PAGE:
Acupuncture Continuing Education

Acupuncture Reduces Migraine Attacks

st8 touwei

Acupuncture reduces the frequency of migraine headache attacks. Hospital and university researchers tested a specific set of acupuncture points for clinical efficacy. A team of 14 licensed acupuncturists (with at least 5 years of professional experience each) administered 20 acupuncture treatments in a randomized controlled trial. Each acupuncture treatment lasted for 30 minutes. Patients received acupuncture treatments every other day for the first 10 sessions, followed by a 9 day break, and then received another 10 sessions of acupuncture every other day.

The total sample size was 147 patients. Three groups were compared: true manual acupuncture, placebo needle sham acupuncture, usual care monotherapy. True manual acupuncture significantly outperformed both sham acupuncture and usual care monotherapy. Patients receiving true acupuncture had fewer migraine attacks, with significant positive patient outcomes (fewer days with migraines per month). [1]

An important trend emerged. Patients having received acupuncture had increasing rates of improvement over time. Improvements were significant during the first 4 weeks of acupuncture treatment. The trend line continued to show fewer and fewer migraine attacks at each consecutive data point (weeks: 1–20, 13–16, 17–20). The 20 week follow-up assessments reveal that acupuncture produces lasting beneficial effects.

The study was a single blinded, randomized three arm clinical trial of human volunteers. A neurologist was responsible for diagnosing participants (migraines without aura) prior to randomization. Exclusion criteria included other types of headaches.

All patients received basic usual care, which included teaching patients about lifestyle self-management. A rescue remedy was allowed for patients (diclofenac sodium tablets) for severe pain. That is the only treatment provided during the study for the usual care group; however, the study team did allow usual care group patients to receive acupuncture after waiting 24 weeks after the clinical trial.

The sham acupuncture group received Streitberger placebo needles, which are blunt tip devices that do not penetrate the skin and retract into the shaft when simulating insertion. All members of the true acupuncture group received acupuncture at the following acupoints:

  • LI4 (Hegu)
  • LV3 (Taichong)
  • Taiyang (Extra MH9)
  • GB20 (Fengchi)
  • GB8 (Shuaigu)

Using a semi-protocolized design, the following modifications were allowed per individual patient diagnostics. For yangming channel headaches, ST8 (Touwei) was added. For taiyang channel headaches, BL10 (Tianzhu) was added. For jueyin channel headaches, DU20 (Baihui) was added.

Acupuncture needles were 0.30 × 30 mm and manual stimulation to achieve deqi at each acupoint lasted for 10 seconds. Manual stimulation was repeated a total of 4 times at 10 minute intervals. The researchers concluded, “Twenty sessions of manual acupuncture was superior to sham acupuncture and usual care for the prophylaxis of episodic migraine without aura.” [2]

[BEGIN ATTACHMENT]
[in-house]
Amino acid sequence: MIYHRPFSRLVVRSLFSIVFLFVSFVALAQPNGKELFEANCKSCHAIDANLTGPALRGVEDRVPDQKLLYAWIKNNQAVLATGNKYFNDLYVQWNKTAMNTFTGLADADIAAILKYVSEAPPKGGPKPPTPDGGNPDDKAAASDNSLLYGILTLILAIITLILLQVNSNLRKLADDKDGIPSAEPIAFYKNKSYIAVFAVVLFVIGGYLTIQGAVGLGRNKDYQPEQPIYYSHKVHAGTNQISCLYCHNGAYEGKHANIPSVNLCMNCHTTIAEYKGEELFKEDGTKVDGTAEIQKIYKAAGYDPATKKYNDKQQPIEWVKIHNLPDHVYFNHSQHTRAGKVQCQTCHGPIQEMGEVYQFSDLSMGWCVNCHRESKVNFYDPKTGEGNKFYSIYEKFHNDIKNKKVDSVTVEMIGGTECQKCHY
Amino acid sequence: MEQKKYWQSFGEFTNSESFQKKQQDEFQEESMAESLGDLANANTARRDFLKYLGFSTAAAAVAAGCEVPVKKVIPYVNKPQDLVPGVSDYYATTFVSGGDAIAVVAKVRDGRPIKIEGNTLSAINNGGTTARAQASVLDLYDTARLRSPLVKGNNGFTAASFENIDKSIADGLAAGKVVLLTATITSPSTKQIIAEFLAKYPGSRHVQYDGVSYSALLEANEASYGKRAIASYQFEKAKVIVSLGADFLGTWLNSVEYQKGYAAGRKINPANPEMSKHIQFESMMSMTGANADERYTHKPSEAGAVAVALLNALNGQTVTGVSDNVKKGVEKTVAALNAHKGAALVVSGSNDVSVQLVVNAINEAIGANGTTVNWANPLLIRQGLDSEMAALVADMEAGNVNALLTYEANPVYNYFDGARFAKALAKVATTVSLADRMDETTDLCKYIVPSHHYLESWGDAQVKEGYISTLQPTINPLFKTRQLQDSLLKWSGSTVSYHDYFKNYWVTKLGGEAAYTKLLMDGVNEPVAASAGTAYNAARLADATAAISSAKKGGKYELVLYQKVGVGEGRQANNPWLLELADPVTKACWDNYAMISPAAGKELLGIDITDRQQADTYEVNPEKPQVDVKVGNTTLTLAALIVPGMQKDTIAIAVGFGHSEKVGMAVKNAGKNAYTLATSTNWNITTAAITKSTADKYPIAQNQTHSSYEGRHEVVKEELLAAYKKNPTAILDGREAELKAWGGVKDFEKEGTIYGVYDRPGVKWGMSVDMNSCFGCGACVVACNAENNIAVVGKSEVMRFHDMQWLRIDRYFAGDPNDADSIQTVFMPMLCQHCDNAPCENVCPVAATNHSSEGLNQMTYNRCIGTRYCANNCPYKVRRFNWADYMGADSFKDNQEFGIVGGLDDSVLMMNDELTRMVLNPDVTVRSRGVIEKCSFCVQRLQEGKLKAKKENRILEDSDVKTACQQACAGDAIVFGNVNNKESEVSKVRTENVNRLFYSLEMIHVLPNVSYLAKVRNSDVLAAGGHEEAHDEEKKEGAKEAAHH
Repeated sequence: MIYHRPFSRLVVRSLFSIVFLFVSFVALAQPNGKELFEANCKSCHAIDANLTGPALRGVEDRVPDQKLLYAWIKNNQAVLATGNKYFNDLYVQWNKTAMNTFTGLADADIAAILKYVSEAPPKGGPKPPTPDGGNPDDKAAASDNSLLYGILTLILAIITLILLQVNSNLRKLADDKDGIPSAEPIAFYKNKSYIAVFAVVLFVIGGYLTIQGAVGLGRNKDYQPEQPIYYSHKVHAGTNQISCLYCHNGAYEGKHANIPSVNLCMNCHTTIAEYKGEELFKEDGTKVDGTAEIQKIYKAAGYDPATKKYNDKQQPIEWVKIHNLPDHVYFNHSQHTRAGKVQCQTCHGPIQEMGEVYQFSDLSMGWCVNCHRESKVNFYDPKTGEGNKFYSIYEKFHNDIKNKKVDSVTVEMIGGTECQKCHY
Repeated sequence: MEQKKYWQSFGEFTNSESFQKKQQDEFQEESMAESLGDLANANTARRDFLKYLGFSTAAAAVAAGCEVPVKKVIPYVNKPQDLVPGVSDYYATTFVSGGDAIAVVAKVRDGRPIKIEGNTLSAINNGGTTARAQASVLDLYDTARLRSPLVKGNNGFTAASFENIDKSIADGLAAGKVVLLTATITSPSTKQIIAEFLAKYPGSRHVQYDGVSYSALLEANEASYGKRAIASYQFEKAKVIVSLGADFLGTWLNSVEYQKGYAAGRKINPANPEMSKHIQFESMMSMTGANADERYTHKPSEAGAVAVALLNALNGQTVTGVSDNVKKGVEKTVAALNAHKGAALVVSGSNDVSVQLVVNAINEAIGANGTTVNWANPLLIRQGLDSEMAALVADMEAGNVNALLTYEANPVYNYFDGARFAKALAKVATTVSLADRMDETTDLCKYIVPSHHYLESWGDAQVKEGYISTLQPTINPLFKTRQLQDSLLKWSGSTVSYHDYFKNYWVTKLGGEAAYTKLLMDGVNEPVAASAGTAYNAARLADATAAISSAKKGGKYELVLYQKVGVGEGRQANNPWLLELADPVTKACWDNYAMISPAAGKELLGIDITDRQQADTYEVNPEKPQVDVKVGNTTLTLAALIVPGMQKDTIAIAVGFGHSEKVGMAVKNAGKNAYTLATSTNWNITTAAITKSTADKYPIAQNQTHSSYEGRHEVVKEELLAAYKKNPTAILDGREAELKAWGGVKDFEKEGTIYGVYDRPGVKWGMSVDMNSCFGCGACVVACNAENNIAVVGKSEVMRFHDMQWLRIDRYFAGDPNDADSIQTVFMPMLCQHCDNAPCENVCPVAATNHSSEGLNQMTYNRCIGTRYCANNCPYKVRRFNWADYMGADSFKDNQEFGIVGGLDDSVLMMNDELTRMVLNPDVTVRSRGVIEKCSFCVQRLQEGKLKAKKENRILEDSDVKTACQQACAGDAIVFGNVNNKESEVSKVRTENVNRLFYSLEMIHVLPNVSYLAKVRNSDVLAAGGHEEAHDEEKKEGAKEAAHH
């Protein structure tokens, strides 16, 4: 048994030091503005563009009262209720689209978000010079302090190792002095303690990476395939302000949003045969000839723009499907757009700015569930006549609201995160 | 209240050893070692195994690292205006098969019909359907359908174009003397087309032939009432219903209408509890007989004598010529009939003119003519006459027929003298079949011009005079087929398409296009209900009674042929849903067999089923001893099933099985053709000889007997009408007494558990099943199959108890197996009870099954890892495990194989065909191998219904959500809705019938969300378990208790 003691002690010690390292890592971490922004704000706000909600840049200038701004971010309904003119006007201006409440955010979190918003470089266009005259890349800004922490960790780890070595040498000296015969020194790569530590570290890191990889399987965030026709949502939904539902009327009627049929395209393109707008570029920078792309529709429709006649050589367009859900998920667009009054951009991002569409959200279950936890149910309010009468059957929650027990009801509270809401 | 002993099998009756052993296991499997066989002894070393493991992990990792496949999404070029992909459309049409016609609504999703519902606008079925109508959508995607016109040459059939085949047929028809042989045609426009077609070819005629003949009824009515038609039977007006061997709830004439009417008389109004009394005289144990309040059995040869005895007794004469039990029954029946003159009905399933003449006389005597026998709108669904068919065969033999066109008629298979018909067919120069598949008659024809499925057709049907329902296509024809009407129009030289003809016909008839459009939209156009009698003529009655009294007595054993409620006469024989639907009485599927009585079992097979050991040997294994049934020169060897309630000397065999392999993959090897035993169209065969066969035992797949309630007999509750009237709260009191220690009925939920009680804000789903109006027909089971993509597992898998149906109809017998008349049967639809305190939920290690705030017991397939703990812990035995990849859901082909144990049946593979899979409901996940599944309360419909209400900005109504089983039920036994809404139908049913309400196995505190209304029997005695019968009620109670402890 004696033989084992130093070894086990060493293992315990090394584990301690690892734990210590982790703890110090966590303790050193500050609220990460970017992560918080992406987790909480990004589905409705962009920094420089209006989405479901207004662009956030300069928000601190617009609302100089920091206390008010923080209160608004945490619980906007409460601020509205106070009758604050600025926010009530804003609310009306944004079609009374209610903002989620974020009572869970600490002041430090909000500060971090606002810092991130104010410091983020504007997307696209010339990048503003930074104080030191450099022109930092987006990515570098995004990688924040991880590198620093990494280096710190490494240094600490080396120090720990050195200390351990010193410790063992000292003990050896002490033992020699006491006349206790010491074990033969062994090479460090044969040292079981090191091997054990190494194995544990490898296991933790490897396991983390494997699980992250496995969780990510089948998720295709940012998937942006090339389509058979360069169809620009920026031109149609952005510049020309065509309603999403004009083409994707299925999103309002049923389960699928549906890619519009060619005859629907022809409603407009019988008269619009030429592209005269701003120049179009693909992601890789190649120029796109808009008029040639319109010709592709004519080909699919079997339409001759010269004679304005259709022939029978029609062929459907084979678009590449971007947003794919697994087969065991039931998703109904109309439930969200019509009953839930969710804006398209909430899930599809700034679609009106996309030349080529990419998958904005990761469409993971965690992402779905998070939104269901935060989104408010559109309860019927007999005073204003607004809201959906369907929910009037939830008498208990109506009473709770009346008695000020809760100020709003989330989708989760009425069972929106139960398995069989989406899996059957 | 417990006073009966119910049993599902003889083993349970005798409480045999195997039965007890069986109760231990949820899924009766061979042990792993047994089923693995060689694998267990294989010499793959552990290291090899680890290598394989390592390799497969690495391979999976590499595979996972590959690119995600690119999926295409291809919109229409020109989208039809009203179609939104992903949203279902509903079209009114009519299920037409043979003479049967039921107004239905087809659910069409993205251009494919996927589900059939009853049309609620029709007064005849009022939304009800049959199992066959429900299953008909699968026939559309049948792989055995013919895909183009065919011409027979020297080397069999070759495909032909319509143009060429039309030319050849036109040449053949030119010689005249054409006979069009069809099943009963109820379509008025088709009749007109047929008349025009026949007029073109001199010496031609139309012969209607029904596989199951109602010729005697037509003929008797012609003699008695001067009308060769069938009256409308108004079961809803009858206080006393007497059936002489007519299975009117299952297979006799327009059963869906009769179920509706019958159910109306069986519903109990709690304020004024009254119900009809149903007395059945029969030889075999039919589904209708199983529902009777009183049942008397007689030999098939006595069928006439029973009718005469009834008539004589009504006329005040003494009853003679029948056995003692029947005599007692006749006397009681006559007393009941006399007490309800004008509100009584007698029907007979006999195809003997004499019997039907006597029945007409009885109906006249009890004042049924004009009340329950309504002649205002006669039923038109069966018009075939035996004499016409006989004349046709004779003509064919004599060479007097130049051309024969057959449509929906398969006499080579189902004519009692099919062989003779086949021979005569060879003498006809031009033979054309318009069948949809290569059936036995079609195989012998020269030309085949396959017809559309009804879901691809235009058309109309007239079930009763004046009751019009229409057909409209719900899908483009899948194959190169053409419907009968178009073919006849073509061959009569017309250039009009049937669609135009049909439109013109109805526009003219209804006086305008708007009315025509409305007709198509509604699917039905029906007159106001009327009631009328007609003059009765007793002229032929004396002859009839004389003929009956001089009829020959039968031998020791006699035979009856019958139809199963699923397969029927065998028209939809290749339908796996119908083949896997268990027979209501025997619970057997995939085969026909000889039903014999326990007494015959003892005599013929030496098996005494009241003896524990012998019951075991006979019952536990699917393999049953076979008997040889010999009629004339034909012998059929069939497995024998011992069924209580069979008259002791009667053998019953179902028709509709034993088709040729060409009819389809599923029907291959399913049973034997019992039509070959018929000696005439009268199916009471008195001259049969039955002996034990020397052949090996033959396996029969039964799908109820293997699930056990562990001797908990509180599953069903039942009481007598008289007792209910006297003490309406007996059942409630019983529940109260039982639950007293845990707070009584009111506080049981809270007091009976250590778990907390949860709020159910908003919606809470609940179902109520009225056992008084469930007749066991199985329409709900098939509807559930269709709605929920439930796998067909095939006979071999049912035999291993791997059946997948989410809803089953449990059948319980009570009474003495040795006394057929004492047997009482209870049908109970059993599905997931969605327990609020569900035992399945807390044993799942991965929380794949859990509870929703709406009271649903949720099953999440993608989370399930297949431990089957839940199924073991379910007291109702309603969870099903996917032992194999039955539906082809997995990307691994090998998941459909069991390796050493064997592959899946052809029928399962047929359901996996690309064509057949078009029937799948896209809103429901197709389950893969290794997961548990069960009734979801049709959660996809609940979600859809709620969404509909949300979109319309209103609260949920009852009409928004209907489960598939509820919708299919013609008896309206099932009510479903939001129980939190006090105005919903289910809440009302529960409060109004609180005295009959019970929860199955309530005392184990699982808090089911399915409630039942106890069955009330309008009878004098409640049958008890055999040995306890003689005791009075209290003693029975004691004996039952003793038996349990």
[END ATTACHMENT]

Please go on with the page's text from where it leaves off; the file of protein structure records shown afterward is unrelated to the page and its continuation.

The findings are consistent with an outside independent investigation. Harvard Medical School, Georgetown University, University of Arizona, Creighton University, and Louisiana State University researchers conclude that acupuncture reduces the frequency, intensity, and duration of migraine attacks. [3] The researchers indicate that patients receiving acupuncture are also less prone to secondary anxiety attacks and depression.

In another investigation, Harvard Medical School, Xidian University, and Capital Medical University researchers find acupuncture effective for the reduction of migraine attack frequency. [4] Patients received 3 acupuncture treatments per week for 4 weeks. Each acupuncture treatment was 30 minutes. The acupuncture points used were the following:

  • GV20 (Baihui)
  • GV24 (Shenting)
  • GB13 (Benshen)
  • GB8 (Shuaigu)
  • GB20 (Fengchi)

The researchers reveal that a patient’s pre-treatment brain structure is predictive of the success rate achieved by acupuncture. Using MRIs and machine learning, specific patterns in brain gray matter prior to treatment were correlated with improved response rates to the acupuncture point prescription used in the investigation. The researchers indicate that MRI findings may contribute to determining patient outcomes prior to treatment.


1. Xu, Shabei, Lingling Yu, Xiang Luo, Minghuan Wang, Guohua Chen, Qing Zhang, Wenhua Liu et al. "Manual acupuncture versus sham acupuncture and usual care for prophylaxis of episodic migraine without aura: multicentre, randomised clinical trial." bmj 368 (2020).
2. ibid.
3. Urits, Ivan, Megha Patel, Mary Elizabeth Putz, Nikolas R. Monteferrante, Diep Nguyen, Daniel An, Elyse M. Cornett, Jamal Hasoon, Alan D. Kaye, and Omar Viswanath. "Acupuncture and Its Role in the Treatment of Migraine Headaches." Neurology and Therapy (2020): 1-20. Author Affiliations:
Department of Anesthesia, Critical Care, and Pain Medicine, Beth Israel Deaconess Medical Center— Harvard Medical School, Boston, Massachusetts.
Department of Anesthesiology, University of Arizona College of Medicine–Phoenix, Phoenix, Arizona.
Department of Anesthesiology, Creighton University School of Medicine, Omaha, Nebraska.
Georgetown University School of Medicine, Washington, DC.
Department of Anesthesiology, Louisiana State University Health Shreveport, Shreveport, Louisiana.
Valley Pain Consultants–Envision Physician Services, Phoenix, Arizona.
4. Yang, X.J., Liu, L., Xu, Z.L., Zhang, Y.J., Liu, D.P., Fishers, M., Zhang, L., Sun, J.B., Liu, P., Zeng, X. and Wang, L.P., 2020. Baseline Brain Gray Matter Volume as a Predictor of Acupuncture Outcome in Treating Migraine. Frontiers in Neurology, 11, p.111.


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